Thompson Creek Metals feels squeeze of molybdenum cutbacks

Mount Emmons project still being studied … for now

Thompson Creek Metals is making huge cutbacks within the company, reductions that will result in some major company layoffs and less molybdenum mining. But according to local personnel, the moves aren’t expected to slow down the Mount Emmons project in Crested Butte—at least not at the moment.

 

 

The mining company, which currently controls the Mount Emmons molybdenum project, has announced that because of the worldwide recession and reduced demand for molybdenum, the company intends to not mine as much of the mineral as expected. In fact, Thompson Creek anticipates total moly production of 20 million to 24 million pounds in 2009, down from previous estimates of 31 million to 34 million pounds.
“We are currently planning a temporary shutdown for about a month this summer in mining activity at both the Thompson Creek and Endako mines and there will be other production changes about which we will provide details at a later date after they are decided,” announced Thompson Creek chairman and chief executive officer Kevin Loughrey last week. “The company intends to remain flexible and adjust production as needed in response to changing market conditions.”
Director of community relations for the Mount Emmons Project, Perry Anderson, said the company cutbacks wouldn’t immediately impact the local project. “We are in the engineering and study stage,” he said. “This announcement doesn’t affect the Mount Emmons Project.”
When asked if he had to take a mandatory month off, Perry laughed. “That doesn’t sound bad, but no, I have to work,” he said.
According to information on the Thompson Creek Metals website, the world’s fifth largest producer of molybdenum announced in December that they would cut their capital expenditures budget in 2009 in response to the weak economy and the falling price of molybdenum. On January 27 the company announced it would be scaling back molybdenum production as well.
The company said it would reduce capital expenditures to $69 million in 2009. Prior to the change the company was planning on expenditures of $300 million in 2009.
On the local front, Anderson did say Thompson Creek will look at the Mount Emmons engineering studies and “reassess the project and look at where to go after the second quarter. It’s not necessarily due to the slowdown in the worldwide economy but part of the process.”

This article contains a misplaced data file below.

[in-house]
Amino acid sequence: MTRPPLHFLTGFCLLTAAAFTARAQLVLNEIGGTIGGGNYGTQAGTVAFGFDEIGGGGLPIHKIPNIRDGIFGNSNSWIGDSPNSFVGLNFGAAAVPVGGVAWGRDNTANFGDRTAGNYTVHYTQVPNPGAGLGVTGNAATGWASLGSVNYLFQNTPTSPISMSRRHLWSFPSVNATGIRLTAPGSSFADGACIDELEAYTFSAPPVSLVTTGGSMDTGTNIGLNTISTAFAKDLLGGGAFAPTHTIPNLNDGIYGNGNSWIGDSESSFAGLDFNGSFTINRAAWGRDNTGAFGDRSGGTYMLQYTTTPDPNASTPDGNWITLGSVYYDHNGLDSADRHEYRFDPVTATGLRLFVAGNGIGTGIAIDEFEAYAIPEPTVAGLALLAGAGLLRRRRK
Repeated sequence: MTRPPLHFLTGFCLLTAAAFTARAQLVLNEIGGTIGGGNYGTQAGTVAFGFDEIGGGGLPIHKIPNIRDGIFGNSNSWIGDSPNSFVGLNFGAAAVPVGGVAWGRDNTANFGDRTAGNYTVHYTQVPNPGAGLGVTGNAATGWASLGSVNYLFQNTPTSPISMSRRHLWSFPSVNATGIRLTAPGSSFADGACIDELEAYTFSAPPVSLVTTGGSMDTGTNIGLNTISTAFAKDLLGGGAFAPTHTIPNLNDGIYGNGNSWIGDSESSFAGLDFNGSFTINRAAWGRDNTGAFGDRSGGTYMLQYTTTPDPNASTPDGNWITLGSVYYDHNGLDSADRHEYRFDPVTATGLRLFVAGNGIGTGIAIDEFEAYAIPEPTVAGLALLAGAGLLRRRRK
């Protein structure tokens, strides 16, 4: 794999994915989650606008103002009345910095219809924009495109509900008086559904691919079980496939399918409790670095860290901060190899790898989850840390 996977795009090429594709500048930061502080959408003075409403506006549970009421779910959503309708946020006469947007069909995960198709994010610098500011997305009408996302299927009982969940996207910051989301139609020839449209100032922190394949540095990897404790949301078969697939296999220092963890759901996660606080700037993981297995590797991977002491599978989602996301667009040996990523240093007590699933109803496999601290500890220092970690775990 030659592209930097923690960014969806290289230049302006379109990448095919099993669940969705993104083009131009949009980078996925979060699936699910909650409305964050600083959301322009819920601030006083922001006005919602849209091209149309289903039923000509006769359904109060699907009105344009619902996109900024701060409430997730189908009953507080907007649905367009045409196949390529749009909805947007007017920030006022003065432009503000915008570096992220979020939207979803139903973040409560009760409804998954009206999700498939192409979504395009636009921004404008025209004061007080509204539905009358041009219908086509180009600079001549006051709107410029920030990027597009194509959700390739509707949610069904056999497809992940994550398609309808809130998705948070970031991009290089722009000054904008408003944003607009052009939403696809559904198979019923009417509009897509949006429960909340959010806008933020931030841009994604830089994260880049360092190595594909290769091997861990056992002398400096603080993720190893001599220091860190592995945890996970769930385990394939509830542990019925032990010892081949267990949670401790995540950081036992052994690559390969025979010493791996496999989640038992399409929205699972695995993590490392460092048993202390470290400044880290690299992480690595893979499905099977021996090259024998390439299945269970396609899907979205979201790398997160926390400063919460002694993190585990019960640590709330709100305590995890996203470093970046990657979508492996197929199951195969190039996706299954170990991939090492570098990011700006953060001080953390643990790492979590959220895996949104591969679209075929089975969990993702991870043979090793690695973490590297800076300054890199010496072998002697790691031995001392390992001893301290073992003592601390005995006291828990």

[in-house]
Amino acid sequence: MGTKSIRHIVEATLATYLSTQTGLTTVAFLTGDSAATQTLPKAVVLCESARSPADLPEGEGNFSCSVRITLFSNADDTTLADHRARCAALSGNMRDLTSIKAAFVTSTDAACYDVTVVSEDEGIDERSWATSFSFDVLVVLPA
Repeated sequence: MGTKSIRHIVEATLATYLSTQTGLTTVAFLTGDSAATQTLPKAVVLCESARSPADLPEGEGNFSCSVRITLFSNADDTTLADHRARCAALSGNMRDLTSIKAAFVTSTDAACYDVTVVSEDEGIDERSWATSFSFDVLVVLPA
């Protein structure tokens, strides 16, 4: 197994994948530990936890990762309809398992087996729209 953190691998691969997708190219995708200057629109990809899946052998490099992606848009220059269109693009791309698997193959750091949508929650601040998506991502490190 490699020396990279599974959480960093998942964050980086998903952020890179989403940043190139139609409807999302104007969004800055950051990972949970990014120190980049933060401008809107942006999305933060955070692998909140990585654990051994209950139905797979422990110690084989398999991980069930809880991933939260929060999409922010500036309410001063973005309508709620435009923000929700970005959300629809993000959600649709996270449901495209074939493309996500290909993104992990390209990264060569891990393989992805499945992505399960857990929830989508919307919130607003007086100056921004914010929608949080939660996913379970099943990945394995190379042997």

Given the circumstances of what appears to be a boom and bust mining cycle, Anderson argued that in the long run, mining can contribute to a sustainable community. “Molybdenum is still being used,” he pointed out. “In the long-term, molybdenum mining is a fairly recession-resistant business. I would argue that we need tourism and we need mining to be a sustainable community. I have a tourism-related business and tourism is fickle.”
Anderson made the case that both tourism and mining have merits for a sustainable community. “A mine that is done right will be a good economic contributor,” he said. “The key is that it will add diversity. I like the prospect of having an education engine, a tourism engine and an industrial engine in the form of the mine. The combination can help build a middle class that is very important for a long-term community. Now, I agree that any business is at risk of layoffs and furloughs. But we’re not quitting this project. We are still selling moly.”
But clearly Thompson Creek is expecting to sell a lot less this year. “The company decided in December 2008 to reduce planned capital expenditures as part of an initiative to conserve cash and we are now taking the added step of reducing production levels,” said Loughrey in a company press release.
Molybdenum at one point was selling for nearly $35 a pound last fall. It currently is trading at under $10 a pound. Shares of Thompson Creek, which have lost more than 60 percent of their value in the past six months, closed Monday at C$5.59 on the Toronto Stock Exchange.

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